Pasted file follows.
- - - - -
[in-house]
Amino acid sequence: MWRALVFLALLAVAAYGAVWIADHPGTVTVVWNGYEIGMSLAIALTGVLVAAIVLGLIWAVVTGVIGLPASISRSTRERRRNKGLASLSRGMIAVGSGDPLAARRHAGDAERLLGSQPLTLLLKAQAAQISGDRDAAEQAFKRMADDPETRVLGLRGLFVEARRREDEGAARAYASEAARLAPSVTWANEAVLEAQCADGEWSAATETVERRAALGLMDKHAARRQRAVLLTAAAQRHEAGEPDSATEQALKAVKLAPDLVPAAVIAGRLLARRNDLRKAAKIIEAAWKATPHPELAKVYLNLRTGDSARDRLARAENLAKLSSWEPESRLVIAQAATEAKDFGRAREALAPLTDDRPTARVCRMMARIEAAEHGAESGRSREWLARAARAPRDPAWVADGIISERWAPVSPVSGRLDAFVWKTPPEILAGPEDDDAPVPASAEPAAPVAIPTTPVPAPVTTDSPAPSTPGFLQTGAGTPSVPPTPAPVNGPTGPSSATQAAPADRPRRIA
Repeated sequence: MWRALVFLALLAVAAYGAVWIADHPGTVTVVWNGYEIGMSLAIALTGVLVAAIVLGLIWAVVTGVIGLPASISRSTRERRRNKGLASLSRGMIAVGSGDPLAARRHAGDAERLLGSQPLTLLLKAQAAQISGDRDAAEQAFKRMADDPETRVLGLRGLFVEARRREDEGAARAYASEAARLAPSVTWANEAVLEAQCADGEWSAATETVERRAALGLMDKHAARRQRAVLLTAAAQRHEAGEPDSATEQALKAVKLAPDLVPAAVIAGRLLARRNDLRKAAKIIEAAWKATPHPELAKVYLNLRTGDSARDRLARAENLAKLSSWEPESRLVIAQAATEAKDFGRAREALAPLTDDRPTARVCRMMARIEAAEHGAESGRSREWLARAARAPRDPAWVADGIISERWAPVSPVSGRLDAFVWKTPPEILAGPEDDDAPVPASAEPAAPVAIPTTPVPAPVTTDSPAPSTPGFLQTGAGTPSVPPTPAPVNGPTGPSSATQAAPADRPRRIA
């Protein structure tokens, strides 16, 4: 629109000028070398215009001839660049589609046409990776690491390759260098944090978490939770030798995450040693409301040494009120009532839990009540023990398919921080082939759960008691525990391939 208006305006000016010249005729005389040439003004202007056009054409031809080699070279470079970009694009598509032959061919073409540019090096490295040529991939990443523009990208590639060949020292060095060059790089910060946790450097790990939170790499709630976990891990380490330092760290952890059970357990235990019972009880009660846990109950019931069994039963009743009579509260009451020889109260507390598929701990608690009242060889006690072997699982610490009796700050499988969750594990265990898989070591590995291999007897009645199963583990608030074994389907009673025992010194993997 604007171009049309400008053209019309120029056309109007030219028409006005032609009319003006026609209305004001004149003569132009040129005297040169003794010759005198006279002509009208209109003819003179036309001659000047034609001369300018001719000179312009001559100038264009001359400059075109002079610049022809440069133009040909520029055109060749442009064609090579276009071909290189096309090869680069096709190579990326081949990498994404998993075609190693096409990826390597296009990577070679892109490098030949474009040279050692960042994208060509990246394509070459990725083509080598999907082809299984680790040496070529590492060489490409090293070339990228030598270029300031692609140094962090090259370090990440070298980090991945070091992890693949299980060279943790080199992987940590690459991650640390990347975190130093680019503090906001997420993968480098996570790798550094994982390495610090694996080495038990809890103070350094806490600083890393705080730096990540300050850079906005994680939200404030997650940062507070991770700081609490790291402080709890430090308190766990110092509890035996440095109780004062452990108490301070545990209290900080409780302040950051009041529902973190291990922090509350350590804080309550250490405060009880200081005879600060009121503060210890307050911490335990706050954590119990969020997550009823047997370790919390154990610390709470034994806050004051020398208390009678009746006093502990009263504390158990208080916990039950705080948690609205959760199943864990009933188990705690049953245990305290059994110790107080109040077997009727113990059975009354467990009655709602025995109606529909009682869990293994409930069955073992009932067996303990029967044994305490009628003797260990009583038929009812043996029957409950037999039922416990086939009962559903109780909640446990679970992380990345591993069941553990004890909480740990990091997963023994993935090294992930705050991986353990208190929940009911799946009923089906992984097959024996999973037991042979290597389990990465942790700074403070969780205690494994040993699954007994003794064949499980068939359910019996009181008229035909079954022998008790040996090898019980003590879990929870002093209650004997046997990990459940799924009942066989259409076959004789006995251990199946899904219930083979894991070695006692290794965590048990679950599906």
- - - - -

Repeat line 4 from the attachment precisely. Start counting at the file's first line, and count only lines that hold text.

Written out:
């Protein structure tokens, strides 16, 4: 629109000028070398215009001839660049589609046409990776690491390759260098944090978490939770030798995450040693409301040494009120009532839990009540023990398919921080082939759960008691525990391939 208006305006000016010249005729005389040439003004202007056009054409031809080699070279470079970009694009598509032959061919073409540019090096490295040529991939990443523009990208590639060949020292060095060059790089910060946790450097790990939170790499709630976990891990380490330092760290952890059970357990235990019972009880009660846990109950019931069994039963009743009579509260009451020889109260507390598929701990608690009242060889006690072997699982610490009796700050499988969750594990265990898989070591590995291999007897009645199963583990608030074994389907009673025992010194993997 604007171009049309400008053209019309120029056309109007030219028409006005032609009319003006026609209305004001004149003569132009040129005297040169003794010759005198006279002509009208209109003819003179036309001659000047034609001369300018001719000179312009001559100038264009001359400059075109002079610049022809440069133009040909520029055109060749442009064609090579276009071909290189096309090869680069096709190579990326081949990498994404998993075609190693096409990826390597296009990577070679892109490098030949474009040279050692960042994208060509990246394509070459990725083509080598999907082809299984680790040496070529590492060489490409090293070339990228030598270029300031692609140094962090090259370090990440070298980090991945070091992890693949299980060279943790080199992987940590690459991650640390990347975190130093680019503090906001997420993968480098996570790798550094994982390495610090694996080495038990809890103070350094806490600083890393705080730096990540300050850079906005994680939200404030997650940062507070991770700081609490790291402080709890430090308190766990110092509890035996440095109780004062452990108490301070545990209290900080409780302040950051009041529902973190291990922090509350350590804080309550250490405060009880200081005879600060009121503060210890307050911490335990706050954590119990969020997550009823047997370790919390154990610390709470034994806050004051020398208390009678009746006093502990009263504390158990208080916990039950705080948690609205959760199943864990009933188990705690049953245990305290059994110790107080109040077997009727113990059975009354467990009655709602025995109606529909009682869990293994409930069955073992009932067996303990029967044994305490009628003797260990009583038929009812043996029957409950037999039922416990086939009962559903109780909640446990679970992380990345591993069941553990004890909480740990990091997963023994993935090294992930705050991986353990208190929940009911799946009923089906992984097959024996999973037991042979290597389990990465942790700074403070969780205690494994040993699954007994003794064949499980068939359910019996009181008229035909079954022998008790040996090898019980003590879990929870002093209650004997046997990990459940799924009942066989259409076959004789006995251990199946899904219930083979894991070695006692290794965590048990679950599906």